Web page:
“This chart reveals the most dangerous trend in investing today. Since the last financial crisis, $2.5 trillion has been added to “passive” equity strategies and $2.0 trillion has been withdrawn from “active” investment strategies. This means more investors are free riding on the research of fewer investors. When sentiment turns, the passive crowd will find there are few buyers left in the market.

When the market goes down, passive fund managers will be forced to sell stocks in order to track the index. This selling will force the market down further and force more selling by the passive managers. This dynamic will feed on itself and accelerate the market crash.”

He is correct, and makes the same point that Frank Holmes recently penned in Forbes:

“Nevertheless, the seismic shift into indexing has come with some unexpected consequences, including price distortion. New research shows that it has inflated share prices for a number of popular stocks. A lot of trading now is based not on fundamentals but on low fees. These ramifications have only intensified as active managers have increasingly been pushed to the side.”

“This isn’t just the second largest bubble of the past four decades. E-commerce is also vastly overrepresented in equity indices, meaning extraordinary amounts of money are flowing into a very small number of stocks relative to the broader market. Apple alone is featured in almost 210 indices, according to Vincent Deluard, macro-strategist at INTL FCStone.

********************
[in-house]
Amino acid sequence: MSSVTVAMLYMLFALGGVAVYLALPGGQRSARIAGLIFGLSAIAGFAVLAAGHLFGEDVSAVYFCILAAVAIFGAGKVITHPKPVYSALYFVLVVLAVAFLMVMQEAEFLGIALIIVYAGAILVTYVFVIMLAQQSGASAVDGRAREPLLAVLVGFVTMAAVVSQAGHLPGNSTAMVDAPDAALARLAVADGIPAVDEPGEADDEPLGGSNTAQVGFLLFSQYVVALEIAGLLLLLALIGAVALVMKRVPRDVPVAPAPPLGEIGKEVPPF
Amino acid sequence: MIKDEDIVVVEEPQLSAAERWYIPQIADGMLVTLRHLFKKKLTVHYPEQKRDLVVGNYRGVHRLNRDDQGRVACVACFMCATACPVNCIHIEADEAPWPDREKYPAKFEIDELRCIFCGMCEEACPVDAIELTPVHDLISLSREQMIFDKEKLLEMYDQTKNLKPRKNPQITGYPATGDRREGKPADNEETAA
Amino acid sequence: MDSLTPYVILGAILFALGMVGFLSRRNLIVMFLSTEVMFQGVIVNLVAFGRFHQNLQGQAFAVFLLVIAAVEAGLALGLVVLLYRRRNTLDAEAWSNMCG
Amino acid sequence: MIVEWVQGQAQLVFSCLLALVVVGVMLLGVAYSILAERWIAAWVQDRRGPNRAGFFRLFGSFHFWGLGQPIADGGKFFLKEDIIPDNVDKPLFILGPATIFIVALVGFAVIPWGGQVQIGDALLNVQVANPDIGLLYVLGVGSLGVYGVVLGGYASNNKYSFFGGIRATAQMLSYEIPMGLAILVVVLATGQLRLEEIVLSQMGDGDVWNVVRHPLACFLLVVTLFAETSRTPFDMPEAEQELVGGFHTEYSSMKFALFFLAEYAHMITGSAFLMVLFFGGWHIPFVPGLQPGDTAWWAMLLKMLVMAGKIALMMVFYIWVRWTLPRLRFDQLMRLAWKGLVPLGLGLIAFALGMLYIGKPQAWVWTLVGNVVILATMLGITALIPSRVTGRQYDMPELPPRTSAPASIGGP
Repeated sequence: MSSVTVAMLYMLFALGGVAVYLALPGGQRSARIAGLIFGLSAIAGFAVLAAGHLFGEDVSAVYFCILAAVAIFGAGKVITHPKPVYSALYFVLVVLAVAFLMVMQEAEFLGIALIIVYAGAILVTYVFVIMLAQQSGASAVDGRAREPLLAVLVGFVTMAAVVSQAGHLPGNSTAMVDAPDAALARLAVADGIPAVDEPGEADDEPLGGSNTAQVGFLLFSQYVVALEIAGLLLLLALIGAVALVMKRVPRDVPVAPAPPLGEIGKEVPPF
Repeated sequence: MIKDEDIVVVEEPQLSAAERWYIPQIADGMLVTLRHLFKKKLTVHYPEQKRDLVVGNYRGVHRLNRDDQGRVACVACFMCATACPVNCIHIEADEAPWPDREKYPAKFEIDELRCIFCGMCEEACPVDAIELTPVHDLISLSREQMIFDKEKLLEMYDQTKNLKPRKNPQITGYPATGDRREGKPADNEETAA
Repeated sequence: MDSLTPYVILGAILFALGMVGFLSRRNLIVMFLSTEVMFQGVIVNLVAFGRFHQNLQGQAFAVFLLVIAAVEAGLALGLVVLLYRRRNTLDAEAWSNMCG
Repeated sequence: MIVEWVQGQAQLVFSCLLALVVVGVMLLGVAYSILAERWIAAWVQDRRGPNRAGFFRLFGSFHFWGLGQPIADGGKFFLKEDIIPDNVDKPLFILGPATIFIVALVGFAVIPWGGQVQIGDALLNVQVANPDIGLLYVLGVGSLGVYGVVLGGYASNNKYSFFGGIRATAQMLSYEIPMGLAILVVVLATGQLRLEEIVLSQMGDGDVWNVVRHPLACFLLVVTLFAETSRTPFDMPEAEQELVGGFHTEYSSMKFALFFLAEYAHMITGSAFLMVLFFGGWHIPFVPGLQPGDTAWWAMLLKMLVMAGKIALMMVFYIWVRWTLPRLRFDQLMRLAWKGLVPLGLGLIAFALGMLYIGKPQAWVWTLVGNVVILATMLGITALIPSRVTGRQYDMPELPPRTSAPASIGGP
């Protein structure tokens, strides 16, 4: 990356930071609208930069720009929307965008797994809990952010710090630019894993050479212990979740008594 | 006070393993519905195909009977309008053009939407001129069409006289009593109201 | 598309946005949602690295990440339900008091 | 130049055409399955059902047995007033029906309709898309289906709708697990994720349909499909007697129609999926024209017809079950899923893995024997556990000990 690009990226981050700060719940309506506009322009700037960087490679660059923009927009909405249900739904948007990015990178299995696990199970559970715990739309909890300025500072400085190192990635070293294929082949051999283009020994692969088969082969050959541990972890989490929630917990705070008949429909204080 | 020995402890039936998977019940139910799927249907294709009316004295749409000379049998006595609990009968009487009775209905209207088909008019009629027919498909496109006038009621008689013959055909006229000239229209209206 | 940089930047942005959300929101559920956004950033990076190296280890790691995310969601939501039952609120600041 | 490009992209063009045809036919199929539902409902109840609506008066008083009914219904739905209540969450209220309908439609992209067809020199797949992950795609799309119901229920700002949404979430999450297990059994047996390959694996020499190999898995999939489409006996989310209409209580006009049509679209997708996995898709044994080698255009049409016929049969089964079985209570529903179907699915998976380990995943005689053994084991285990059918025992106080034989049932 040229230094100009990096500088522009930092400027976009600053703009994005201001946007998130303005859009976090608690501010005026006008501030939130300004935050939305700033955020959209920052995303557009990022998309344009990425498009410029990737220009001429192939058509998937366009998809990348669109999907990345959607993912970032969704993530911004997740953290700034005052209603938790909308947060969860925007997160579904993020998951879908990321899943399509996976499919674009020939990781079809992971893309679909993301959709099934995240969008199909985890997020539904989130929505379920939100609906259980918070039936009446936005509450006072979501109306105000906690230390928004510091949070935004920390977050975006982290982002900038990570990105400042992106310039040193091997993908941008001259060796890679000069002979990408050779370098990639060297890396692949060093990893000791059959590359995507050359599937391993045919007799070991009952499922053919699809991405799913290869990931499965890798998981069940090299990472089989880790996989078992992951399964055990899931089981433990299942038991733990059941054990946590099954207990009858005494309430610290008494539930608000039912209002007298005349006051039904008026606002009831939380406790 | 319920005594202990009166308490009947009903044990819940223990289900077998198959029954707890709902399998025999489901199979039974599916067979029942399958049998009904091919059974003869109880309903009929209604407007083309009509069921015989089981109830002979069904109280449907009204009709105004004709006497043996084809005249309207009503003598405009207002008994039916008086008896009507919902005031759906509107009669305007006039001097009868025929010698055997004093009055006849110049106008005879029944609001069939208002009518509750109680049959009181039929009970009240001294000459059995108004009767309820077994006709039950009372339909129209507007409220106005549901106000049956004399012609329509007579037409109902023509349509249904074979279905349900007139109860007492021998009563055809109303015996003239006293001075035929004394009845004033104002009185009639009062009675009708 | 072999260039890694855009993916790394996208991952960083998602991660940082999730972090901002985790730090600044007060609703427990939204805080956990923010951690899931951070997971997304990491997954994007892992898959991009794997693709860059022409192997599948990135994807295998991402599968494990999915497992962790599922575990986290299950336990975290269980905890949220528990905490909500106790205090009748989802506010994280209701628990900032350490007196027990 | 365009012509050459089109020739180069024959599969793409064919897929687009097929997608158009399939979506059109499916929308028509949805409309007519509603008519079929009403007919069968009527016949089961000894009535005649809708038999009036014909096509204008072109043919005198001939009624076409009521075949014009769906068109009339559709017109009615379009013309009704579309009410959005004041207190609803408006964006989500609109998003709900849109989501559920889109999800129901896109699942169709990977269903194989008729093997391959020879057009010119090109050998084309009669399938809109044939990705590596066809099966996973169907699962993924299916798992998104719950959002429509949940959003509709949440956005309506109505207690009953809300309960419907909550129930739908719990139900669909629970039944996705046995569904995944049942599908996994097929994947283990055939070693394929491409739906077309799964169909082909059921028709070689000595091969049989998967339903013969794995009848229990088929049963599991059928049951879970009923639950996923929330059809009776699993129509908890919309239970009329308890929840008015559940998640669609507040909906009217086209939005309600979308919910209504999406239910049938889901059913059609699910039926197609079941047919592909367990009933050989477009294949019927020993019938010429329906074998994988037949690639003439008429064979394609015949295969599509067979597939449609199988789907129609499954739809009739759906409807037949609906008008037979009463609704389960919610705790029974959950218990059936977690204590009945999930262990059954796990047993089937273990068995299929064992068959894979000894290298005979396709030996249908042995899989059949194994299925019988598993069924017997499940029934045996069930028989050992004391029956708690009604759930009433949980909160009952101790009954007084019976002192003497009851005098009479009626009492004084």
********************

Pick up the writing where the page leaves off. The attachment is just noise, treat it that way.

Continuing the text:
If there’s a rush to the exit, in other words, the selloff would cut through a significant swath of index investors unawares.”

As Frank notes, the problem with even 35% of the market being “passive” is the liquidity issues surrounding the market as a whole. With more ETF’s than individual stocks, and the number of outstanding shares traded being reduced by share buybacks, the risk of a sharp and disorderly reversal remains due to compressed credit and liquidity risk premia. As a result, market participants need to be mindful of the risks of diminished market liquidity, asset price discontinuities, and contagion across asset markets.

The risk of a disorderly unwinding due to a lack of liquidity was highlighted by the head of the BOE, Mark Carney.

“Market adjustments to date have occurred without significant stress. However, the risk of a sharp and disorderly reversal remains given the compressed credit and liquidity risk premia. As a result, market participants need to be mindful of the risks of diminished market liquidity, asset price discontinuities and contagion across asset markets.’”

In other words, the problem with passive investing is simply that it works, until it doesn’t.

You Only Think You Are Passive

As Howard Marks, mused in his ‘Liquidity’ note:

“ETF’s have become popular because they’re generally believed to be ‘better than mutual funds,’ in that they’re traded all day. Thus an ETF investor can get in or out anytime during trading hours. But do the investors in ETFs wonder about the source of their liquidity?’”

What Howard is referring to is the “Greater Fool Theory,” which surmises there is always a “greater fool” than you in the market to sell to. While the answer is “yes,” as there is always a buyer for every seller, the question is always “at what price?” 

More importantly, individual investors are NOT passive even though they are investing in “passive” vehicles.